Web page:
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RainDog

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The Gift of Obama

http://marijuana.com/news/2014/06/keith-stroup-the-gift-from-obama/

From Keith Stroup, founder of NORML. I can only post 4 graphs here, so please read the link, which is far more comprehensive than this excerpt.

...Perhaps because I have lived in Washington, DC for 48 years and have seen too many administrations come and go, I did not expect Obama to do anything significant to advance marijuana legalization during his first term. Controversial policy changes generally come, if at all, during a president’s second term, when he faces no future elections, and is sometimes willing to risk some of his personal popularity to embrace a policy on principle.

That appears to be precisely what has occurred with Obama.


Stroup goes on to discuss legislative changes at the state level and the Obama administration's response.

...In other words, President Obama has given the legalization movement 2-3 years to demonstrate that we can legalize, regulate and tax marijuana in a responsible manner, without the fear of federal interference – a sort of free-zone until the end of his second term. That is an incredible gift, and should allow us to demonstrate that legalization works better than prohibition for everyone; law-enforcement as well as consumers, and that it will raise a significant new stream of badly-needed revenue for the states. If we succeed, it is hard to imagine the next administration, whether Republican or Democrat, will have the political support required to attempt to roll-back our progress at the state level.

Of course, we eventually need to change federal law so we do not have to rely on the deferential discretion of the Department of Justice for these innovative new state laws to be implemented. At the end of alcohol prohibition, the government ended federal prohibition and allowed the various states to adopt whatever alcohol policy they wanted; they could keep alcohol illegal, or experiment with different models of legalization – that is the goal we should have for ending marijuana prohibition.


Stroup notes that, now, the onus is upon those who support reforms of marijuana laws to act responsibly in those states and cities that have made it possible to demonstrate just such self-regulation - which has been the point all along.

City of Philadelphia Decriminalizes Up to One Oz possession

http://philadelphia.cbslocal.com/2014/06/19/phila-city-council-oks-decriminalization-of-small-amounts-of-pot/

PHILADELPHIA (CBS) — Philadelphia City Council today signed off on a bill that decriminalizes the possession of small amounts of marijuana. And there were enough votes to override what could be a veto this fall from Mayor Nutter.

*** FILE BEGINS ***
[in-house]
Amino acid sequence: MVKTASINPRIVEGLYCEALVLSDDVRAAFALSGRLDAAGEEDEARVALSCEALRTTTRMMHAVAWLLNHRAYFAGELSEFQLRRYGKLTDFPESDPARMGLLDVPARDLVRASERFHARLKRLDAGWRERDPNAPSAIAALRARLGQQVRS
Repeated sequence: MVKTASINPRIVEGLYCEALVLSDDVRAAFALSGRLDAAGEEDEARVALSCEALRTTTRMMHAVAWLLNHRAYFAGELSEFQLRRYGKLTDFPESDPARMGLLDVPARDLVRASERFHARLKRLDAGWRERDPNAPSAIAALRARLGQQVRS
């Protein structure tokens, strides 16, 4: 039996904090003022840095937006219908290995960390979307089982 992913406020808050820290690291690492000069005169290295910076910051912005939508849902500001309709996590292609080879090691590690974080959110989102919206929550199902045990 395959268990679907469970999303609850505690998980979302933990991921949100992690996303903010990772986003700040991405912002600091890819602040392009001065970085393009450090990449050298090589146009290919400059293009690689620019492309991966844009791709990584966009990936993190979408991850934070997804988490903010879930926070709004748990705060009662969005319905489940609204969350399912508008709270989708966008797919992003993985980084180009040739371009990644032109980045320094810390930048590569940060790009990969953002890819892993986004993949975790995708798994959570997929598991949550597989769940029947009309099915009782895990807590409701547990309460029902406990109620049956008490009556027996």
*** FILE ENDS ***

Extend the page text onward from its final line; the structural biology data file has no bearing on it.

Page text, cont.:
All thirteen of City Council’s Democratic members voted in favor of the pot decriminalization bill, and Council’s three Republicans voted against.

The measure makes possession of about an ounce of pot punishable only by a $25 fine, with the matter never entering the court system.

Councilwoman Cindy Bass, who...supported the bill, said the police department’s resources should be focused elsewhere.

Cory Booker (D-NJ) and Rand Paul (R-KY) team up on marijuana legislation

The bill to which this amendment is attached is scheduled for hearing today in the Senate.

https://www.drugpolicy.org/news/2014/06/breaking-news-senators-rand-paul-r-ky-and-cory-booker-d-nj-offer-groundbreaking-medical

Senators Rand Paul (R-KY) and Cory Booker (D-NJ) will offer an amendment to a federal spending bill that would prohibit the Department of Justice (DOJ) and Drug Enforcement Administration (DEA) from undermining state marijuana laws. The House approved a similar bipartisan measure on May 29th. An amendment prohibiting the DEA from interfering with state hemp production for research purposes also passed the U.S. House. The Senate Appropriations Committee approved a similar hemp amendment in committee June 5th that was offered by Senators Jeff Merkley (D-OR) and Mitch McConnell (R-KY).

“The House just made history last month by voting to stop the DEA from interfering with state marijuana laws,” said Bill Piper, director of national affairs for the Drug Policy Alliance. “Now every U.S. Senator has the opportunity to provide relief for the sick and dying – and to be on the right side of history, not to mention public opinion.”

The House medical marijuana amendment was offered by six Republicans and six Democrats: Reps. Rohrabacher (R-CA), Farr (D-CA), Young (R-AK), Blumenauer (D-OR), McClintock (R-CA), Cohen (D-TN), Broun (R-GA), Polis (D-CO), Stockman (R-TX), Lee (D-CA), Amash (R-MI) and Titus (D-NV). 170 Democrats and 49 Republicans voted for the amendment.